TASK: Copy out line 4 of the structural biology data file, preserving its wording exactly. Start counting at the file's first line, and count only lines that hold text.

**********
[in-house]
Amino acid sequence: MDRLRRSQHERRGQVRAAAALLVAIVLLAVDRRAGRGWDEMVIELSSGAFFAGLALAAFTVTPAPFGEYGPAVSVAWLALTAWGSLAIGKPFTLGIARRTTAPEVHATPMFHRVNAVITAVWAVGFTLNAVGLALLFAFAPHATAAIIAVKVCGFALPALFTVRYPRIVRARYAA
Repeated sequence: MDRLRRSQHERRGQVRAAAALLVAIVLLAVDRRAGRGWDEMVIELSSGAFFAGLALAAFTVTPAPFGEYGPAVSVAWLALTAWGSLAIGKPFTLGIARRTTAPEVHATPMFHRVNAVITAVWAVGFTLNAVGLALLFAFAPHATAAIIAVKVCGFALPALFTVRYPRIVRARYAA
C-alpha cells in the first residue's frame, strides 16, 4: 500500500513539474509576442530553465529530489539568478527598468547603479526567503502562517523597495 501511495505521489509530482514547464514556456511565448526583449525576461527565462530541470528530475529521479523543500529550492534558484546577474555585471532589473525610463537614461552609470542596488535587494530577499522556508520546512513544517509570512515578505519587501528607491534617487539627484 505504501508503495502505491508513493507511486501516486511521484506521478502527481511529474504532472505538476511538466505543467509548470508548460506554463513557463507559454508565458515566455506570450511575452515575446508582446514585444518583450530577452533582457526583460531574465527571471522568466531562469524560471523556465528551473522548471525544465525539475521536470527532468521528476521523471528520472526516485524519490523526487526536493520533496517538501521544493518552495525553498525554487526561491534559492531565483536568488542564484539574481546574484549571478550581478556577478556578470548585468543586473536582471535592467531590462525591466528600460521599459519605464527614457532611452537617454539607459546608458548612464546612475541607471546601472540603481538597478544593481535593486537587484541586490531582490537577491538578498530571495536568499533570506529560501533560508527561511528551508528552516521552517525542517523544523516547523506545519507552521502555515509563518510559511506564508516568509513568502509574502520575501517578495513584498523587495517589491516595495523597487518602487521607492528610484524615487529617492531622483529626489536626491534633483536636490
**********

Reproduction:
C-alpha cells in the first residue's frame, strides 16, 4: 500500500513539474509576442530553465529530489539568478527598468547603479526567503502562517523597495 501511495505521489509530482514547464514556456511565448526583449525576461527565462530541470528530475529521479523543500529550492534558484546577474555585471532589473525610463537614461552609470542596488535587494530577499522556508520546512513544517509570512515578505519587501528607491534617487539627484 505504501508503495502505491508513493507511486501516486511521484506521478502527481511529474504532472505538476511538466505543467509548470508548460506554463513557463507559454508565458515566455506570450511575452515575446508582446514585444518583450530577452533582457526583460531574465527571471522568466531562469524560471523556465528551473522548471525544465525539475521536470527532468521528476521523471528520472526516485524519490523526487526536493520533496517538501521544493518552495525553498525554487526561491534559492531565483536568488542564484539574481546574484549571478550581478556577478556578470548585468543586473536582471535592467531590462525591466528600460521599459519605464527614457532611452537617454539607459546608458548612464546612475541607471546601472540603481538597478544593481535593486537587484541586490531582490537577491538578498530571495536568499533570506529560501533560508527561511528551508528552516521552517525542517523544523516547523506545519507552521502555515509563518510559511506564508516568509513568502509574502520575501517578495513584498523587495517589491516595495523597487518602487521607492528610484524615487529617492531622483529626489536626491534633483536636490